United’s previous appearances in high-profile cup games had, through no coincidence, come at a time of convincing form: Manchester United and Tottenham Hotspur while Leeds were heading their division, Arsenal after one defeat in 13 matches and Liverpool at a time when the club held an unbeaten record in League One.
Last night’s tie followed two of Leeds’ less convincing displays, both of which yielded precious league victories nonetheless, and nine competitive games without a clean sheet.
An allegedly ring-rusty Owen was thrown in against a changed United defence and tore it apart with repeated success.
Patrick Kisnorbo’s one-match ban made room for Leigh Bromby – a player who had missed the razing of Old Trafford in 2010 through suspension – and it was not unlike Grayson to turn to Luciano Becchio for a searching examination.
Ramon Nunez lost his place to the Argentinian, as somebody was bound to eventually.
Manchester United’s team bus received a police escort to the entrance of Elland Road and an Istanbul banner was unfurled in the away end as the teams walked from the tunnel.
Yet, for all its heat and aggression, the atmosphere was above-board for much of the contest and controlled by a sensible performance from referee Michael Jones, who kept his cards in his pocket for as long as he could.
Amid the manic noise, both teams ran on adrenalin. Mame Diouf raised a smile by tripping himself up during Manchester United’s first foray into Leeds’ box and Dimitar Berbatov appeared in the right place at the right time to hack a Darren O’Dea header off his own line in the fourth minute.
The resulting scramble could easily have generated the opening goal.
Grayson would have accepted it gleefully and felt a downward swing of emotion when his team conceded after 15 minutes, just as they appeared to have negated the earliest stabs at Andy Lonergan.
Ferguson’s players were unable to reach the goalkeeper until Ji-Sung Park diverted Berbatov’s through ball to Owen who scuffed a shot between Tom Lees’ legs and into the back of Lonergan’s net.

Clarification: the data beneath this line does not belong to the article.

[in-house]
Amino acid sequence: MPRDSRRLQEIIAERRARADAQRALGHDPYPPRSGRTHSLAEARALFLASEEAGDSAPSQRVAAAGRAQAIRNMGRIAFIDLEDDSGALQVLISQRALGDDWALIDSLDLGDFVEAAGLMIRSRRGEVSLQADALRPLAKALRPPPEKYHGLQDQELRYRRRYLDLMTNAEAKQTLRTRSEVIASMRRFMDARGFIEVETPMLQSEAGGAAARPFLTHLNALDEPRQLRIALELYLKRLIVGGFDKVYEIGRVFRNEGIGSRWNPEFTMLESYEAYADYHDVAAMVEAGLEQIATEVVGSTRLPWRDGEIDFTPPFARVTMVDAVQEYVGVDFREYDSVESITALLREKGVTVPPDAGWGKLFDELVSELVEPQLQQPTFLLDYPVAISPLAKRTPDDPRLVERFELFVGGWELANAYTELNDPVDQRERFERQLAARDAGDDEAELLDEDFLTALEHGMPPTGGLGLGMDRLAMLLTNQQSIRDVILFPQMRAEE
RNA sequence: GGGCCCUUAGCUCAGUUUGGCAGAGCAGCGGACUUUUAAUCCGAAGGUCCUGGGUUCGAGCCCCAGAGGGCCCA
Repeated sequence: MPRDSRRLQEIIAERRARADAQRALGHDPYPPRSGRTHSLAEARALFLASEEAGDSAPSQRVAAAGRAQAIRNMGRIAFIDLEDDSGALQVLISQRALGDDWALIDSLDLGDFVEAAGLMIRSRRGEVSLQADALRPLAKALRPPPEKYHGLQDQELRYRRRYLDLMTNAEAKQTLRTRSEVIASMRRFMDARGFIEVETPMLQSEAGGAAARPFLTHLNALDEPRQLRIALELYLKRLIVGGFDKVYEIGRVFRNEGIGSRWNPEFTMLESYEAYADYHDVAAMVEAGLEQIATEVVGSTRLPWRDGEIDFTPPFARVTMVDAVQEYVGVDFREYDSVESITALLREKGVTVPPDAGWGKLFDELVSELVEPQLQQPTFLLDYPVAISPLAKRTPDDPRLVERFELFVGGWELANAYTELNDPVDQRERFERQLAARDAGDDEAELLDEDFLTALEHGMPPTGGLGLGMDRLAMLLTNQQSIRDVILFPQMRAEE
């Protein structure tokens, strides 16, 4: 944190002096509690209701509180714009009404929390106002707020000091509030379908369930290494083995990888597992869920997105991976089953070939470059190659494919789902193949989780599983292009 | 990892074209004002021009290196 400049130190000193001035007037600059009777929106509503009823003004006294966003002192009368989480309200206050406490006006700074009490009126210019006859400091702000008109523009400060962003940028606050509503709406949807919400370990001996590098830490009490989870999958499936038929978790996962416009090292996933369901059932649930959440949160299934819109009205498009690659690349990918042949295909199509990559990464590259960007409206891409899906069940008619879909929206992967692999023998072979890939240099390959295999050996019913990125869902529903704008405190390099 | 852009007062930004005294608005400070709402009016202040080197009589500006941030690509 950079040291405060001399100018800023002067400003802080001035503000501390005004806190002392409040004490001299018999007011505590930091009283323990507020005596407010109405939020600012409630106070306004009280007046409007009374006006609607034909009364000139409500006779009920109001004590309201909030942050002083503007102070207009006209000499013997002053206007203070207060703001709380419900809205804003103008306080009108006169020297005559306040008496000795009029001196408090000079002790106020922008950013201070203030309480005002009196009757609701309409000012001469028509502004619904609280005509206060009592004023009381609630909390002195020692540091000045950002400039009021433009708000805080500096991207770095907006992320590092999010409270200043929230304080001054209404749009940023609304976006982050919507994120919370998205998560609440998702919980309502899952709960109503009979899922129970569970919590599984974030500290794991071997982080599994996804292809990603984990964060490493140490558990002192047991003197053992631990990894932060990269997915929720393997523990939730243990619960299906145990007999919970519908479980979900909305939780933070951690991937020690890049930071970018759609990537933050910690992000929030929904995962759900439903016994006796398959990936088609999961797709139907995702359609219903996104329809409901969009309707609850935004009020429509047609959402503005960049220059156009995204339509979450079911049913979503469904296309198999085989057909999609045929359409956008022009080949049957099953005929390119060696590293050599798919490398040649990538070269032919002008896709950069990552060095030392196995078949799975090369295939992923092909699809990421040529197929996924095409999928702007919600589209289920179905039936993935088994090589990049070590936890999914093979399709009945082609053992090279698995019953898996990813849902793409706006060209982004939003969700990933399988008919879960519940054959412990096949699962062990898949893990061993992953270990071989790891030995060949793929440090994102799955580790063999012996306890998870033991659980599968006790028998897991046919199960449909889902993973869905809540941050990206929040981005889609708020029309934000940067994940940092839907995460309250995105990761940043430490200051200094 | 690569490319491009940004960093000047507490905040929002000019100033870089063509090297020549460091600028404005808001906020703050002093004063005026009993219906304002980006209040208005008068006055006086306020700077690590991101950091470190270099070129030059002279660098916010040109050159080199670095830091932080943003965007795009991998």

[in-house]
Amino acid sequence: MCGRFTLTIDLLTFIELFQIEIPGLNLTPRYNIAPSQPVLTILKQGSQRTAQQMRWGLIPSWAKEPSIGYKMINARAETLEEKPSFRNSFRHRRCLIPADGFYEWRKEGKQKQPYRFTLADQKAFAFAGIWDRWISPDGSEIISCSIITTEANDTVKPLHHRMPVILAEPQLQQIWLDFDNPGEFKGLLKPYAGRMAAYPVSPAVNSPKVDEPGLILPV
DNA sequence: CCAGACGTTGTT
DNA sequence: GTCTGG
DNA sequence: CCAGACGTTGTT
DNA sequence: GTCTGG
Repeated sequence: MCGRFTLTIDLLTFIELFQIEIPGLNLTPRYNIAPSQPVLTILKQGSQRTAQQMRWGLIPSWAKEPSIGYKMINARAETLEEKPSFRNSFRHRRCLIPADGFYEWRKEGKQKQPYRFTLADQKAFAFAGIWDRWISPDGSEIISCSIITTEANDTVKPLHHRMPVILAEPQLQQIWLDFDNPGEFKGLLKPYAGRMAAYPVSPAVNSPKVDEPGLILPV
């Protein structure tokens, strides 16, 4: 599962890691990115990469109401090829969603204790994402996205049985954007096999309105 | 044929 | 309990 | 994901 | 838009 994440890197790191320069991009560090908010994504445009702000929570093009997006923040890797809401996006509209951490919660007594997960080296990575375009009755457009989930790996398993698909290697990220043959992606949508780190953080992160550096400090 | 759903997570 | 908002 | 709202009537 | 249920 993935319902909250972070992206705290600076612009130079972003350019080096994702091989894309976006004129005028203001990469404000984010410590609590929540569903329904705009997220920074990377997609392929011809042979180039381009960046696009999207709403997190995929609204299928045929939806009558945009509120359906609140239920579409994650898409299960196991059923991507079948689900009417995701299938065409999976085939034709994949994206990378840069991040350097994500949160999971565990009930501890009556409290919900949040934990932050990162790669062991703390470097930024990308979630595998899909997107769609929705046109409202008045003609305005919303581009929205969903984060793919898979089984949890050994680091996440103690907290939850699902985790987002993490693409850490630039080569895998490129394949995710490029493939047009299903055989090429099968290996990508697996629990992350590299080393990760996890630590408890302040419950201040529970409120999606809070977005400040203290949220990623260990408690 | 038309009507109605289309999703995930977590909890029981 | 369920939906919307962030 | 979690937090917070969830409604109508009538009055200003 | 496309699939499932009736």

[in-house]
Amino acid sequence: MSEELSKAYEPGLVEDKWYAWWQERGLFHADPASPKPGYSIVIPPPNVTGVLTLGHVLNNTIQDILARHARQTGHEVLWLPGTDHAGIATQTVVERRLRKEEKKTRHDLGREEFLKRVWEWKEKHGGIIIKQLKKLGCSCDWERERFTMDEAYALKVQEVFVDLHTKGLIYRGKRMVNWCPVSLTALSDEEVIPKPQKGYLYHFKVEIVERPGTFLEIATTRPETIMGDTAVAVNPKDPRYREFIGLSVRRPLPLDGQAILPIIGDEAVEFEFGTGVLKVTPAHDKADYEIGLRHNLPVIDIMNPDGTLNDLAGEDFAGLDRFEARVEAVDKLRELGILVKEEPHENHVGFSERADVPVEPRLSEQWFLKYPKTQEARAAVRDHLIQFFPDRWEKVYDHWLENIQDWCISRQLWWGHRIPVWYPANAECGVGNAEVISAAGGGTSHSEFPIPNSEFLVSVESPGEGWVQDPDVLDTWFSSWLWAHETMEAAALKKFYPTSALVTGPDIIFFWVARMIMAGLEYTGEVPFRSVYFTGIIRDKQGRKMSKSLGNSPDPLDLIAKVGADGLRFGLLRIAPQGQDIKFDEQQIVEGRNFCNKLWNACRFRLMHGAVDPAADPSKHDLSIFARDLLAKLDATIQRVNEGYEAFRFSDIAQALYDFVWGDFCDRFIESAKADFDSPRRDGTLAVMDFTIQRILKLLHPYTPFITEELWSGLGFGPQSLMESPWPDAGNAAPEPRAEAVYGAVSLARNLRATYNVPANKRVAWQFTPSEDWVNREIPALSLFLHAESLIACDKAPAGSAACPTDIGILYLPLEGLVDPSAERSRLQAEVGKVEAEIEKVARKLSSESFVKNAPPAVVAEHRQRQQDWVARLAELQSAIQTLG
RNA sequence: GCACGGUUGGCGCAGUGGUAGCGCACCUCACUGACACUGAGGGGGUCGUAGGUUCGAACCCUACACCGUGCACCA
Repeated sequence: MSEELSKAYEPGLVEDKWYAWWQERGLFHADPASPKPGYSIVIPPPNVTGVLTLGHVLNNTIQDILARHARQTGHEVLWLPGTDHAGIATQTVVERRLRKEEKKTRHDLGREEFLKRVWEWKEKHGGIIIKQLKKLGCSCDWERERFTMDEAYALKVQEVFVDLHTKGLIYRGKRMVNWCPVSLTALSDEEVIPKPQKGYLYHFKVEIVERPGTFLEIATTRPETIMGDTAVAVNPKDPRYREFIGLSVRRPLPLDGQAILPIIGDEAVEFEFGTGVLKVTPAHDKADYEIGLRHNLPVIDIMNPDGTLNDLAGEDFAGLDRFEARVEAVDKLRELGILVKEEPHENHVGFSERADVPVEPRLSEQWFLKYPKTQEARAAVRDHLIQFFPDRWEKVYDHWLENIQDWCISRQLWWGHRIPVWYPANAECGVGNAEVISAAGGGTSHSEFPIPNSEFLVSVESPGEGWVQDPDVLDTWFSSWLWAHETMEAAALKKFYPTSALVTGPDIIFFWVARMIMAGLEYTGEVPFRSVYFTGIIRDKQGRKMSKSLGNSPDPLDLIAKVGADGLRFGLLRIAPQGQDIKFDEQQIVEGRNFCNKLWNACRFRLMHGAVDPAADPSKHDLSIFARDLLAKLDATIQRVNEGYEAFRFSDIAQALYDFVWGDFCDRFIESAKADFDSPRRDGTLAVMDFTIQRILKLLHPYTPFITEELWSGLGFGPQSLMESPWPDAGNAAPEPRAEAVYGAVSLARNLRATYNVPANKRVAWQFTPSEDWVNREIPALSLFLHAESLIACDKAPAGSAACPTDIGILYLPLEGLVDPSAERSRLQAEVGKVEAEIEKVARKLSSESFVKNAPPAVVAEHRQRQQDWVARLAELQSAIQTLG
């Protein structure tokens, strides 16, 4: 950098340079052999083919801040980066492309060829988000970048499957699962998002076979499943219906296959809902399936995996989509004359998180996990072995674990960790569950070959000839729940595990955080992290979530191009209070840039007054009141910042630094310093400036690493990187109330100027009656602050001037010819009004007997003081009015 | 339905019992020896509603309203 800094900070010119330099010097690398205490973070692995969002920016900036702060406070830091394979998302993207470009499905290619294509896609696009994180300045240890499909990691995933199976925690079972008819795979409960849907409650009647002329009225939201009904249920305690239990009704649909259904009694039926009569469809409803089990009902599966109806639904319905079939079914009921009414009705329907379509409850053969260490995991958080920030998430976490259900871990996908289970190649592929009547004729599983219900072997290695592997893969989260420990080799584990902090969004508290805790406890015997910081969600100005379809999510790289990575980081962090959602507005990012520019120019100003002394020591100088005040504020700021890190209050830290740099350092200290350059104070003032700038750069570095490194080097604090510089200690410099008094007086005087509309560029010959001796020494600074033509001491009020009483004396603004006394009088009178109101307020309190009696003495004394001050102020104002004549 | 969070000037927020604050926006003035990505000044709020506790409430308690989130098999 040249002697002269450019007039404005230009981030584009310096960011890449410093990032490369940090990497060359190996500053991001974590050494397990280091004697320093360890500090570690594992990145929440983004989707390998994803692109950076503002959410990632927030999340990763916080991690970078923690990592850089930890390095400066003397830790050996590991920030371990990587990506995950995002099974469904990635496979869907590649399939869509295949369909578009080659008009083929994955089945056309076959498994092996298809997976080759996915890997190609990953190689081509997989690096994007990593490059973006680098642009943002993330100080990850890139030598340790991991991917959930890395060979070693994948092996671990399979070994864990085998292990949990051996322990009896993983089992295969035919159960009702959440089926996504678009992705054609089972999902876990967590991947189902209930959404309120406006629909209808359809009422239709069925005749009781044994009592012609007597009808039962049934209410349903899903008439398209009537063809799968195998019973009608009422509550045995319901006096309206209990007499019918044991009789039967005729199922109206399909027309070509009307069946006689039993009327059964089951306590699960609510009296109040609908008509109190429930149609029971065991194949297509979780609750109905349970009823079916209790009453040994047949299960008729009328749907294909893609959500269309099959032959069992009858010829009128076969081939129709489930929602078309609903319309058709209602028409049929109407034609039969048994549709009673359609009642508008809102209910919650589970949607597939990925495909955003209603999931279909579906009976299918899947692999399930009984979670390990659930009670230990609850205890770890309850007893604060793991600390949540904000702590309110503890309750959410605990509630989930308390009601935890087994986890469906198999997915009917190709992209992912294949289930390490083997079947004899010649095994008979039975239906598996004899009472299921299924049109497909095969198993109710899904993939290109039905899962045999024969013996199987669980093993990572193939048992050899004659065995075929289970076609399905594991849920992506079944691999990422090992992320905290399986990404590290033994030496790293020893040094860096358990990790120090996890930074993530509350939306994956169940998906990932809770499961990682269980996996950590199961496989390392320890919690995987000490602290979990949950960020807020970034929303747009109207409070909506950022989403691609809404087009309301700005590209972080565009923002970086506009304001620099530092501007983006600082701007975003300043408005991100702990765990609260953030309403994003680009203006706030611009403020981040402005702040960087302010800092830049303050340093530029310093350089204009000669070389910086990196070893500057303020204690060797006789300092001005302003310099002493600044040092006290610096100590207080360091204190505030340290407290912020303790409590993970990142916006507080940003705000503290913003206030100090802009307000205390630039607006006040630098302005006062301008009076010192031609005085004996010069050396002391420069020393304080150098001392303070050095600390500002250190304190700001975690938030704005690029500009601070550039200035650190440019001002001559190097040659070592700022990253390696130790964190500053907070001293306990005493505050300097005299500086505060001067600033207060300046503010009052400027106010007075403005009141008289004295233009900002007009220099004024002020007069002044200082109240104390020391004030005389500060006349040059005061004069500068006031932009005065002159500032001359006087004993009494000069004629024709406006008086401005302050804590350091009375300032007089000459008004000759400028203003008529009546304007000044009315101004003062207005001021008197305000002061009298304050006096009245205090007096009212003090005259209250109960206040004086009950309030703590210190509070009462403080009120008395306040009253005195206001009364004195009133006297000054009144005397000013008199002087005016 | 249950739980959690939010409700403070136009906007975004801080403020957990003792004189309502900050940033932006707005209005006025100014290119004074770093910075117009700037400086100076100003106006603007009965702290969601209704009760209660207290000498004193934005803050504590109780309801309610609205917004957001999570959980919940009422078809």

United’s immediate task was to stay in the game and prevent the floodgates from swinging open. Adam Clayton, a former Manchester City player, tested visiting keeper Ben Amos for the first time after dancing around several players on the edge of the box and Leeds worked to restore their shape and organisation.
Diouf and Fabio Da Silva became the first bookings of the night after loose fouls forced Jones’ hand.
Manchester United’s attacks were few but incisive when they came, and Bromby did well to force Federico Macheda’s shot behind after Da Silva found his run in behind Lees.
But Lonergan was helpless again in the 32nd minute when Diouf picked out Owen on the edge of box and gave the striker all the room he needed to beat United’s keeper from 18 yards.
An orange flare appeared among Manchester United’s supporters after Owen’s second goal, effectively signalling the end of the contest.
Antonio Valencia could have put it beyond doubt four minutes later with a sliding finish from Owen’s pass which flew wide of Lonergan’s far post.
What Valencia had failed to do, Giggs did in first-half injury-time when he nutmegged Aidan White and stroked the ball beyond Lonergan with the outside of a boot.
Elland Road could see the writing on the wall as it had after the completion of Owen’s brace.
Grayson made no substitutions at the start of the second half, perhaps preferring to give his starting XI the chance to make the scoreline more agreeable.
Ferguson moved to withdraw Giggs in a clear indication that the Scot expected no fightback. He was not confounded.
Owen came within inches of completing his hat-trick in the 56th minute, finishing a counter-attack with a curling effort which arced around Lonergan’s far post, and Leeds’ tireless effort put Amos under no more pressure than he had survived in the fourth minute until substitute Nunez sliced a glaring chance wide in added time. The evening belonged to Manchester United and by the margin the form book predicted.
Mail 20/9/11
Leeds 0 Manchester United 3: Owen at the double as Reds ease past old rivals
By Ian Ladyman
They still do what they always did at Leeds United. They still come to Elland Road in droves and they still back their team with the gusto they did when they were winning league championships.
These days, though, it’s all a bit of a struggle on the field.
In 11th place in the Championship, a return to the top division still seems a little way off for Simon Grayson and his team. Leeds were left confused and humbled by a Manchester United reserve team they couldn’t really live with.